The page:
Archives for Courage
So I've been on this old childhood movie kick lately and last night I watched the Wizard of Oz. I can't tell you how many times I've watched this movie, but this time I decided to watch it from a "grown-up" perspective. As the storyline goes, four strangers meet and set out on an adventure with a dog to be granted things they were wishing for, but already possessed. The Scarecrow wanted brains, but throught the movie used common sense and ingenuity to get everyone out of various situations. The Tin Man wanted a heart but displayed sincere care and compassion to all. The Cowardly Lion put himself in harms way when Dorothy was captured by the Wicked Witch. And Dorothy? Well, she just wanted to go home and she was home the entire time - she just didn't know because of a little bump on the head.
"I give myself very good advice, but I very seldom follow it". This is one of my favorite quotes from Alice In Wonderland. It is a very special quote because it rings true in several areas of my life. As a therapist I don't really give advice. I like to think that I work as a guide to help people discover positive solutions and make the best decisions for themselves. My motto is to "help people help themselves". Sometimes I think it would be nice if I could help me help myself. I recently read Alice in Wonderland again, and afterwards watched the Disney version of the movie. If you've never watched it, I would suggest it. If you can move past the drug references in the movie including the hookah-smoking Caterpillar, Alice eating mushrooms and chasing the White Rabbit, and what many would describe as psychedelic trips - there are quite a few lessons to be learned. Here are my favorites.
I was convinced I was dying. As a matter of fact, there was no way you could convince me otherwise. Oddly I accepted my fate and whispered to my husband "call 911, I'm dying". I was sweating profusely, I could feel my heartbeat in my neck and my pulse echoed in my ears. I couldn't breathe, my face felt weird, my hands were numb, and I was shaking like a leaf. EMS arrived and tried with all their might to convince me I wasn't dying, but I was convinced they just wanted me to die peacefully without a fight. After some deep breathing and close monitoring I realized I wasn't dying and was told I had an anxiety attack.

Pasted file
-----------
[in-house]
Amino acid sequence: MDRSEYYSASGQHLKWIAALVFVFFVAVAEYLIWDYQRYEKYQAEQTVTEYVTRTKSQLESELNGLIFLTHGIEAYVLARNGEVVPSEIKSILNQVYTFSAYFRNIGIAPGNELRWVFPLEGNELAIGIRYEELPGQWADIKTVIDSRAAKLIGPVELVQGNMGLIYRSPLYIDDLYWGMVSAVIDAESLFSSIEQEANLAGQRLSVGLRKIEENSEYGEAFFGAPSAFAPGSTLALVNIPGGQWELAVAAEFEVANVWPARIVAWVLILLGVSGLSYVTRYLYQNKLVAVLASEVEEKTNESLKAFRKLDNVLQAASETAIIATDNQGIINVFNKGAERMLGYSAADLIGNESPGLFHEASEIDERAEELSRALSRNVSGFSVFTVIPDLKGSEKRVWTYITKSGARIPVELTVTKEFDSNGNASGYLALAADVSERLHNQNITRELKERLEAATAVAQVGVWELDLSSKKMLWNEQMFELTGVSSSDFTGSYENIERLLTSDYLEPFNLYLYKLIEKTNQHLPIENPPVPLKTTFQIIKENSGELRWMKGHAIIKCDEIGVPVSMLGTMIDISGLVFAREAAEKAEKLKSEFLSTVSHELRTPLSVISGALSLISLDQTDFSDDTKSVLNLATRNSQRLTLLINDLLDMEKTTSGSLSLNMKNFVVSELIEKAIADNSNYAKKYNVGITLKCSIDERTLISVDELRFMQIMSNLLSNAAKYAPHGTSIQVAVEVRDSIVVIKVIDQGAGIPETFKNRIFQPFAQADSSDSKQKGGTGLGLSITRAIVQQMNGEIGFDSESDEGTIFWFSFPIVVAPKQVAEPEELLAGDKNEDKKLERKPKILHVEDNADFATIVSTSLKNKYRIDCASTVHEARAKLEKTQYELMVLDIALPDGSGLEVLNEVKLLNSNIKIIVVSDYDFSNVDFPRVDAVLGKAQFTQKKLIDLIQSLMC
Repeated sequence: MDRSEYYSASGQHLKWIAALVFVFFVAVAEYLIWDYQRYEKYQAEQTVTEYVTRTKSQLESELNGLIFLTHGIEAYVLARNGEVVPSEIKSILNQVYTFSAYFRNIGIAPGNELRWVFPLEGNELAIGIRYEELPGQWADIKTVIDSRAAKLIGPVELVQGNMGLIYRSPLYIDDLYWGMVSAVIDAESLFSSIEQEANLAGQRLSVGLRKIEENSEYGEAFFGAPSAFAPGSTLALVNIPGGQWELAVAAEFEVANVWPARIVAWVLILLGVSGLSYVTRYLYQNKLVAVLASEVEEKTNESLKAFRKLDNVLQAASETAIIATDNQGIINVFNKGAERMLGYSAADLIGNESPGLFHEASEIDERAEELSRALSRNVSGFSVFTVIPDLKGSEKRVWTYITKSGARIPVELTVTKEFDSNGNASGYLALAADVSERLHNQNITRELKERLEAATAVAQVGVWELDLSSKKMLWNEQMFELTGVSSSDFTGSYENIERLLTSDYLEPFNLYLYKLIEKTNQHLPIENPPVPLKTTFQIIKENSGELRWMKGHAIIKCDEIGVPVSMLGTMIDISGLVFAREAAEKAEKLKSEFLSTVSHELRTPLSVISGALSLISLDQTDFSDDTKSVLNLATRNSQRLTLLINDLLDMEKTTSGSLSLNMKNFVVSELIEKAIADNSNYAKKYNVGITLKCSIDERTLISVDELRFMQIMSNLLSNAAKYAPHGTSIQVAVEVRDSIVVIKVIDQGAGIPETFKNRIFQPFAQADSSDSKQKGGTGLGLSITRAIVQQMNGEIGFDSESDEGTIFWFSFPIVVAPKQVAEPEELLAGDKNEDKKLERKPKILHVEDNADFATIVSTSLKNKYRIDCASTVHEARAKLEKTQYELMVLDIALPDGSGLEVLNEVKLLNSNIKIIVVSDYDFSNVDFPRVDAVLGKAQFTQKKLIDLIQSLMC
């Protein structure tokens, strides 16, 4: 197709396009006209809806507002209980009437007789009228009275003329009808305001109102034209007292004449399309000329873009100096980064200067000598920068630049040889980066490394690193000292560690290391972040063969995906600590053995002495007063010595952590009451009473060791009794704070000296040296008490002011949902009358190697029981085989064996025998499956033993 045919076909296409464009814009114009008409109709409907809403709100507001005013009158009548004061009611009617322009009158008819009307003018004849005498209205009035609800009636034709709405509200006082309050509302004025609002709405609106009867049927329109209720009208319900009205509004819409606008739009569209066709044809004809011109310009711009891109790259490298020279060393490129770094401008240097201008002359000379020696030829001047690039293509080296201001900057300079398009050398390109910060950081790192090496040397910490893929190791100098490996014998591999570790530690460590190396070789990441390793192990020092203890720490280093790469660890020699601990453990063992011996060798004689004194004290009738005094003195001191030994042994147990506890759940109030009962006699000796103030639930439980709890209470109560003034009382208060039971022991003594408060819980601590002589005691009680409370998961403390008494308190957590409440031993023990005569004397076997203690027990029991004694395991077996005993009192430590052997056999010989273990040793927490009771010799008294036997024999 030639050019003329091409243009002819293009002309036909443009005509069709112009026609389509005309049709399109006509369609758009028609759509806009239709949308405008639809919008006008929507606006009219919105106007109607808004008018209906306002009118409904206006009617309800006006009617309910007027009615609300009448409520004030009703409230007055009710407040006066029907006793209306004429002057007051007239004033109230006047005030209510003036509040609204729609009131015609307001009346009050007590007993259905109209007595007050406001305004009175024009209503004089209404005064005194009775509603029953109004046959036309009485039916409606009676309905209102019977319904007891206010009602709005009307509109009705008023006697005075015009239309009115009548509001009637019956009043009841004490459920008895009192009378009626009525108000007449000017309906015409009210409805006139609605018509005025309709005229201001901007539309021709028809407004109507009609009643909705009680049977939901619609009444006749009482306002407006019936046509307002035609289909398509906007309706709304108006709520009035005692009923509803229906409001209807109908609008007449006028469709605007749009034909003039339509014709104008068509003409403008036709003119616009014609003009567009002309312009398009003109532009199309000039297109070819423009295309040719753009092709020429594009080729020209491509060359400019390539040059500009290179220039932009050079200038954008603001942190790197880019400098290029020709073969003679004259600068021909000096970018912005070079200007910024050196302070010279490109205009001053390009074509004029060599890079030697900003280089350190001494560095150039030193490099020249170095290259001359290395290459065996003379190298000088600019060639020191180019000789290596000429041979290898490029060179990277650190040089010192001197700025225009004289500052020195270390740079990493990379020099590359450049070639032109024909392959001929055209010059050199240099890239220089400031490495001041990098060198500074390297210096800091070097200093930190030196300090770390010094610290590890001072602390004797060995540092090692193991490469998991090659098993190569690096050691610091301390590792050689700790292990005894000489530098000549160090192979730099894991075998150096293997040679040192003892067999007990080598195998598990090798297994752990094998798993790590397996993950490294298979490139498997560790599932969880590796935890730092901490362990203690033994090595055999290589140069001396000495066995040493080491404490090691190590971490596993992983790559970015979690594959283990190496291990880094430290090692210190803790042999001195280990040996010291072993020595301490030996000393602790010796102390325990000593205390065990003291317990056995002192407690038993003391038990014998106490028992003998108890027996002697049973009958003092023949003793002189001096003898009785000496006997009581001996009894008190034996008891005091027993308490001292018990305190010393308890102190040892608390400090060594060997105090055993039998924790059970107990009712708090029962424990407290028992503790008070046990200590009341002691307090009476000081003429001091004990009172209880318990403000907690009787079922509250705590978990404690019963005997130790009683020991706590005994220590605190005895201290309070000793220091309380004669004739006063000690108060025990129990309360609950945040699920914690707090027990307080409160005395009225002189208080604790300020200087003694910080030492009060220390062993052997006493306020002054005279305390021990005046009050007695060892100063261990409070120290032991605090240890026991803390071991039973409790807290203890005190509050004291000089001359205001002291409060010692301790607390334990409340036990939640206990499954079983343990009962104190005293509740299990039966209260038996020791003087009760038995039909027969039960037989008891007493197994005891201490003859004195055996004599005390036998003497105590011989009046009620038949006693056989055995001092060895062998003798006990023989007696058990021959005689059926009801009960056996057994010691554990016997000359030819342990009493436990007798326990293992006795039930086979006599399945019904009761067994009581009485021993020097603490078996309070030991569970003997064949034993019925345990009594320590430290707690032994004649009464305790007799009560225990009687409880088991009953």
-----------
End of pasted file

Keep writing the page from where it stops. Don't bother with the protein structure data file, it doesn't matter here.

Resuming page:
A few months ago a very good friend of mine said to me, "the majority of your frustrations are due to your unrealistic expectations." I didn't know how to feel about her statement. There I sat venting to her about the frustrations of my life, waiting for her to co-sign on my misery, and that's what she gave me. I have to admit that it stung a little, but I slowly began to realize it was the truth. My parents taught me to follow the Golden Rule - to do unto others as I would have them do unto me. This is something that followed me into my adult life. The funny thing is that I missed a very important piece. The rule is do unto others AS you would have them to do unto you. The reality is that you don't always get what you give.
We have all experienced a moment where we have been approached by a friend, co-worker, or maybe even a spouse and asked to do something we really didn't feel like doing. We've also had those moments where instead of saying no, we've smiled and responded with the dreaded "yes". So why do we have difficulties telling others no when we don't feel like doing something? The Golden Rule Effect Many of us were instructed at a very young age to "do unto others as you would have them to do unto you". Sometimes we may avoid telling someone no because we would want them to tell us yes. Fear of a Missed Opportunity
Yesterday I sat in awe, watching the adventures of my soon-to-be one year old daughter. I sat back and reflected on how much she has grown in the last year and how independent she’s become. It began with her morning feeding. I watched her feed herself and become frustrated with my efforts to help. That afternoon, we played with her blocks and as I’d build a tower, she’d knock it down and reconstruct it to her liking. Throughout the day, I watched her tackle her newest feat – running. I watched her take off with no fear; moving obstacles, running blindly around corners, and beaming in pride as she reached her destination. Later that night, much to my surprise and fear, I discovered she’d conquered the stairs. As I sat back and reflected on the day, it hit me… what if we had the courage of babies?